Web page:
by Edwin D. Reilly, Jr.
for the Sunday Gazette
“The best way to make sure that our whole county enjoys the benefits of 100% assessment with a low COD [coefficient of dispersion] is through use of a well-funded county assessing unit. This is the consolidation step that most needs to be taken. We’d still need the current assessors; the savings would come from the economy of scale that would obtain whenever an updated countywide reassessment is deemed necessary.”
-EDR Sunday Gazette op ed of 7/11/2004
“If ever a service provided by local government was a logical candidate for consolidation with other governments, it is in the area of real property assessment.”
-Sunday Gazette editorial of 3/23/2008
Since my op ed piece of almost four years
ago, great progress has been
made with regard to uniformity of assessment practices, though not
consolidation thereof, in
Assessment by counties rather than by
their constituent municipalities is the norm in most other states, but
certainly not here in New York where only two of our 62 counties do
Long Island and Tomkins in the Finger Lakes region. County-wide
involves complete consolidation of the assessment function at the
with elimination of municipal assessing units and assessment rolls.
requires a corresponding county-wide referendum, one called through
action of a
county legislature. In counties such as
Though former Governor Eliot Spitzer
strongly supported consolidation and provided grant support to counties
to consider the reform, the New York State Assessors Association, Inc.,
continues to oppose the change; see
And even though consolidated
assessment would cost less than the
aggregate sum of what a county’s constituent municipalities are
paying, cash-strapped counties are reluctant to assume an added burden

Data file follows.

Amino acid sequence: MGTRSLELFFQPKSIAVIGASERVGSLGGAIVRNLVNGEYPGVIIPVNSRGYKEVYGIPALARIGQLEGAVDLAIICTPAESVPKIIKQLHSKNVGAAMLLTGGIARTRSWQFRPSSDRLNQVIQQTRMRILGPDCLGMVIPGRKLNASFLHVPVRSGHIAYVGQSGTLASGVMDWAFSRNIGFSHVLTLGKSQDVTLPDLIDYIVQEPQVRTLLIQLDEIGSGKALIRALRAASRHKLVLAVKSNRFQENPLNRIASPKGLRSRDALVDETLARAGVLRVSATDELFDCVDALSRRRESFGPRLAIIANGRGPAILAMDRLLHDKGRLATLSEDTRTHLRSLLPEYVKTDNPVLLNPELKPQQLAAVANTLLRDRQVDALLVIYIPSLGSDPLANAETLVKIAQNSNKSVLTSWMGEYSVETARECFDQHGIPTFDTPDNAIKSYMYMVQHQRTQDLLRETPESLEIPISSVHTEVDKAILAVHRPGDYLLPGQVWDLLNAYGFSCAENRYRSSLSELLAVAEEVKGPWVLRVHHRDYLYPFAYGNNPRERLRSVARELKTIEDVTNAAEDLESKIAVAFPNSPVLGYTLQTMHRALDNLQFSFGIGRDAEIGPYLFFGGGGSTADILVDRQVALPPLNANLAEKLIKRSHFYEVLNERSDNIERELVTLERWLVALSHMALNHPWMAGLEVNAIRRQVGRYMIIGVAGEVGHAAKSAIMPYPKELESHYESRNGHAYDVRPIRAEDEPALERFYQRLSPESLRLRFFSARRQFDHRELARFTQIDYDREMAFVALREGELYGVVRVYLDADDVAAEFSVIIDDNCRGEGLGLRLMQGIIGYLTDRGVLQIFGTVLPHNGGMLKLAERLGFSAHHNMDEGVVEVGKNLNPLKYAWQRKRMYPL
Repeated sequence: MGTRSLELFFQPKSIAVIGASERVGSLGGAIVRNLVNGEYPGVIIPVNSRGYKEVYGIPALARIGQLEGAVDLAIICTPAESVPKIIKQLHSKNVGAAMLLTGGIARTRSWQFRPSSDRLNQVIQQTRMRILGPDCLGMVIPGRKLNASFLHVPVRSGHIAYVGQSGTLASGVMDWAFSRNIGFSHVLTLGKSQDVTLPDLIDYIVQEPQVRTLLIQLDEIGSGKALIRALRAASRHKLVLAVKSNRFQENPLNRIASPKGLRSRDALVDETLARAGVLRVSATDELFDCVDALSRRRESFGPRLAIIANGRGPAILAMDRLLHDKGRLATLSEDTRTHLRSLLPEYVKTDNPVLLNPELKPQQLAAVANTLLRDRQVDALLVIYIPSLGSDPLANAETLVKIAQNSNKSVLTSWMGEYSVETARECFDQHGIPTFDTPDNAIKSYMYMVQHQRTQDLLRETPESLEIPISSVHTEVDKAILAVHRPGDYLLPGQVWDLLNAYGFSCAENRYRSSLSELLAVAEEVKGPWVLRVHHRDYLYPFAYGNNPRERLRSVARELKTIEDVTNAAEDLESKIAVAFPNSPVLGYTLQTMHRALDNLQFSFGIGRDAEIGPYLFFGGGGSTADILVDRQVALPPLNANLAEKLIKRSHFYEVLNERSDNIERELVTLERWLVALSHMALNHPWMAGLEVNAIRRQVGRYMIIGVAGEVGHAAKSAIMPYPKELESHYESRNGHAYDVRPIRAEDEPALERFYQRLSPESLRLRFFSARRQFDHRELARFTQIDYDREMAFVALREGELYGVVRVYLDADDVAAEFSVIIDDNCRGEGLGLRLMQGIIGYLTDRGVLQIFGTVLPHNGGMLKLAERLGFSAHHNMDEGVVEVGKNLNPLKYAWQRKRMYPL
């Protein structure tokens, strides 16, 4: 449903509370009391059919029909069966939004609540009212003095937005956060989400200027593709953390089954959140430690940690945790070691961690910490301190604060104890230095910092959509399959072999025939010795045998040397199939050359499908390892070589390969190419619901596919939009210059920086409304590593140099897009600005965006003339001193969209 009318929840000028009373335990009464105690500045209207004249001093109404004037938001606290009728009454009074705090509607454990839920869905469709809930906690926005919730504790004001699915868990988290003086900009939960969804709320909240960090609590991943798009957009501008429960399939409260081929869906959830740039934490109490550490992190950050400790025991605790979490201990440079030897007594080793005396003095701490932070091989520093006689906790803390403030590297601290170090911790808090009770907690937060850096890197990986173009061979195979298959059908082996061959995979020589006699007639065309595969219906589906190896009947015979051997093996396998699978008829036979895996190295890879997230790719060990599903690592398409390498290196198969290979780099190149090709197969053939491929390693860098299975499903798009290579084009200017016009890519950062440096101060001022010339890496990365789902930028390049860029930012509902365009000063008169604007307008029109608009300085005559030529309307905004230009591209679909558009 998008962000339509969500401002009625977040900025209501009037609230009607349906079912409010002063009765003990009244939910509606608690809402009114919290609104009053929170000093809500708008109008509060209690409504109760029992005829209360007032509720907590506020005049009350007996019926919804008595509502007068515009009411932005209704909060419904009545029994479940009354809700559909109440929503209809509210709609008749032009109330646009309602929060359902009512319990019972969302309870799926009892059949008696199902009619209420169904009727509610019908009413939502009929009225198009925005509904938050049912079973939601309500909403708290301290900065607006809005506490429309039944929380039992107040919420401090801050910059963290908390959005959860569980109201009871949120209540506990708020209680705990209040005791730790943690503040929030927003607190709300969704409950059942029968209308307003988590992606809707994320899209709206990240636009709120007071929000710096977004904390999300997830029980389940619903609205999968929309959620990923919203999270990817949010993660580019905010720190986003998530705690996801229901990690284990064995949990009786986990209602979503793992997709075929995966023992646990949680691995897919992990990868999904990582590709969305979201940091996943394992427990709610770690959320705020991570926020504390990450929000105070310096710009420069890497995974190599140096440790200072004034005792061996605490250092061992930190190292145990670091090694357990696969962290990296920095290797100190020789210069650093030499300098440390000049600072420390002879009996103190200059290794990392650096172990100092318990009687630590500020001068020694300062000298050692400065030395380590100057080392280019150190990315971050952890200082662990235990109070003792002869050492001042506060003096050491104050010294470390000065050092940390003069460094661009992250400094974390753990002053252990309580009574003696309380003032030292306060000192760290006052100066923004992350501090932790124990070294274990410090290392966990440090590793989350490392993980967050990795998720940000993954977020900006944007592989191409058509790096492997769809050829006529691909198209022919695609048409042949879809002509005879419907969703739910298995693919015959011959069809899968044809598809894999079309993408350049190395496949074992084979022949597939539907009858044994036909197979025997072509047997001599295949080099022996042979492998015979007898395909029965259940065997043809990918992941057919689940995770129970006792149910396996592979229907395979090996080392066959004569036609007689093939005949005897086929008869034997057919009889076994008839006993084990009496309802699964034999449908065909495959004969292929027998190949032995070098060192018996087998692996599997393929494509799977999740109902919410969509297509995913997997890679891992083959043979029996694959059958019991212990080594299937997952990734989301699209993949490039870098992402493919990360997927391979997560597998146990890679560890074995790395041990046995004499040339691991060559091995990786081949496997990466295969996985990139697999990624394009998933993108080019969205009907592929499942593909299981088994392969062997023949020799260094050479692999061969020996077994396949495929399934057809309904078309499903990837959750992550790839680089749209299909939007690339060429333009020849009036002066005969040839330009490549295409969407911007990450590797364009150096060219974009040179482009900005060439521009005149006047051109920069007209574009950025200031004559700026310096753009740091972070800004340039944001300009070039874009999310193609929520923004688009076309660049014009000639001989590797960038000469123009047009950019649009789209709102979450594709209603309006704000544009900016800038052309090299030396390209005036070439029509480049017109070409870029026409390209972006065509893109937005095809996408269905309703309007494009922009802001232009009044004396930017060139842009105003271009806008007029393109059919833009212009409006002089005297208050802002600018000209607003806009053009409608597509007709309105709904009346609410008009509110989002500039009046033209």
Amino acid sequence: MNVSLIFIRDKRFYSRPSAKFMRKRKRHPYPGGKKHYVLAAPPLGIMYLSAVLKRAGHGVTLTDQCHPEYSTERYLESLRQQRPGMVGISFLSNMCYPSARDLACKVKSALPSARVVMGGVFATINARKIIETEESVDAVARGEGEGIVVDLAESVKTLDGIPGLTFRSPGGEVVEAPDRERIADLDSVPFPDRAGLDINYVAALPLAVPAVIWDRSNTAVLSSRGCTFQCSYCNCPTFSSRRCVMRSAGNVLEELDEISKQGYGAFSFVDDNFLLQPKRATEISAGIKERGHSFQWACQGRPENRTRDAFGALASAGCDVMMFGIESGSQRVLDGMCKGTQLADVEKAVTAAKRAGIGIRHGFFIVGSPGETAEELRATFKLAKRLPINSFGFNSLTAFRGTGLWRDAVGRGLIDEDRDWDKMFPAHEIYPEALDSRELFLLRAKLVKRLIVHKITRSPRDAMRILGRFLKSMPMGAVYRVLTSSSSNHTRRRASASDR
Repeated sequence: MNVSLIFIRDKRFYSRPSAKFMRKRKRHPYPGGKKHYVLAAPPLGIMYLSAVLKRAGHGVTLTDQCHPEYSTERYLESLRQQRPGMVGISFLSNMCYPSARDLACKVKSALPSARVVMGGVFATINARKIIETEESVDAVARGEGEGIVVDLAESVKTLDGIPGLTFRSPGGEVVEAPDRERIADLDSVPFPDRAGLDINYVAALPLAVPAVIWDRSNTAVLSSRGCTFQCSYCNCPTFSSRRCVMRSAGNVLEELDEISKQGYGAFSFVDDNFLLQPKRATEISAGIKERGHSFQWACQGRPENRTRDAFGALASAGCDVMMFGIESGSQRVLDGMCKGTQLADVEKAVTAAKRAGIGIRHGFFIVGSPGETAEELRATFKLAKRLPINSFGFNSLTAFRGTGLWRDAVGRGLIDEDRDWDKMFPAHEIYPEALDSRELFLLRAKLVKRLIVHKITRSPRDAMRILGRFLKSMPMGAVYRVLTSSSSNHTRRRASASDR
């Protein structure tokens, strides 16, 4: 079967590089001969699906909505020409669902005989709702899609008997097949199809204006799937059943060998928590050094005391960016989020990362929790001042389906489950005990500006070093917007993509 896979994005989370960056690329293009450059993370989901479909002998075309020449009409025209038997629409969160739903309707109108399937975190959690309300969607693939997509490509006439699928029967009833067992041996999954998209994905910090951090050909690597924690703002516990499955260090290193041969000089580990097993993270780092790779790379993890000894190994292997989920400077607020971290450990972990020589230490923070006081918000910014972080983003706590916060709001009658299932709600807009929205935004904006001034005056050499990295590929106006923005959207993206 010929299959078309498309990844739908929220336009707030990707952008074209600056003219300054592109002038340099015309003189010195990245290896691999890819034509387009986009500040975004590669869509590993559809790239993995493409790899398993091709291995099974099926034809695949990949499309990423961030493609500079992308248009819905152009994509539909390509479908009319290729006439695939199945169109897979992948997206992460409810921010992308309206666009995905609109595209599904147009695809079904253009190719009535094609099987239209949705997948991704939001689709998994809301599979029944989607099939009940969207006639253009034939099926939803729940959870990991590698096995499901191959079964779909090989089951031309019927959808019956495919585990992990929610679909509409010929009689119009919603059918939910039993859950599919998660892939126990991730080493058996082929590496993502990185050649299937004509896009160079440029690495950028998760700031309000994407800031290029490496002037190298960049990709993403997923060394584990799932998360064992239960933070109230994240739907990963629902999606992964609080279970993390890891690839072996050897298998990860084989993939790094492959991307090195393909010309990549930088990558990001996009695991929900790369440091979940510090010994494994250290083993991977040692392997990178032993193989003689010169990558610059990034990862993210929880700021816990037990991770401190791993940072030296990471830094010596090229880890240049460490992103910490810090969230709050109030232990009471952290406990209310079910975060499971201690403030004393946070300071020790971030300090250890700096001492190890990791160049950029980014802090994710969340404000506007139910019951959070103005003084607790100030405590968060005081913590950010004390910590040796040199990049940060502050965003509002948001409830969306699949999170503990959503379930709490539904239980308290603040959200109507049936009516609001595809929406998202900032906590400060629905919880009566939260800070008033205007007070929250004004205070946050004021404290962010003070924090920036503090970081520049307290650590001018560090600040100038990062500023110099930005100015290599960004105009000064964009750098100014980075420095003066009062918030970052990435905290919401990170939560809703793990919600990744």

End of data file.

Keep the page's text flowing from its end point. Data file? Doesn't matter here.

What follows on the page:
would raise their own tax rates. Unless a formula could be agreed upon
the cost back to its satellites—so much per parcel, perhaps—a
not be inclined to support the needed referendum.
Currently, when town residents fail to
pay January taxes or September school taxes, their county makes the
town or school
district whole by accepting less than their full levy. Back taxes are
paid, with penalty, to the county, and it is the county that will
take title to properties that remain delinquent for some extended
period. Not so for city residents, however. The city has to get along
delinquent taxes, but then gets to take possession in due course if
not paid. I don’t know why cities prefer things this way, but
are reluctant to seek the legislative initiative that would change
if assessment is consolidated, I assume that the differing collection
property appropriation practices would have to be also.
One final reservation: A town or city can be hurt very badly if a large ratable receives a substantial reduction in assessment through legal action. Suppose, for example, that a municipality’s largest commercial business has an assessment that is, say, 20% of its entire levy, and the petition is made that it be halved. This would entail loss of 10% of the value of the entire roll, but, perhaps, only 2% of the county’s tax roll. Which would fight harder to defend against the reduction, the town or the county? Well, the town, of course, but on the other hand, the county would have the greater resources to mount a successful defense.
None of all this should be read to mean that I have lost the zest for assessment consolidation. But I thought it would be useful to explain why, after years of discussion, only two of our counties have succeeded in the endeavor.
Edwin D. Reilly, Jr. lives in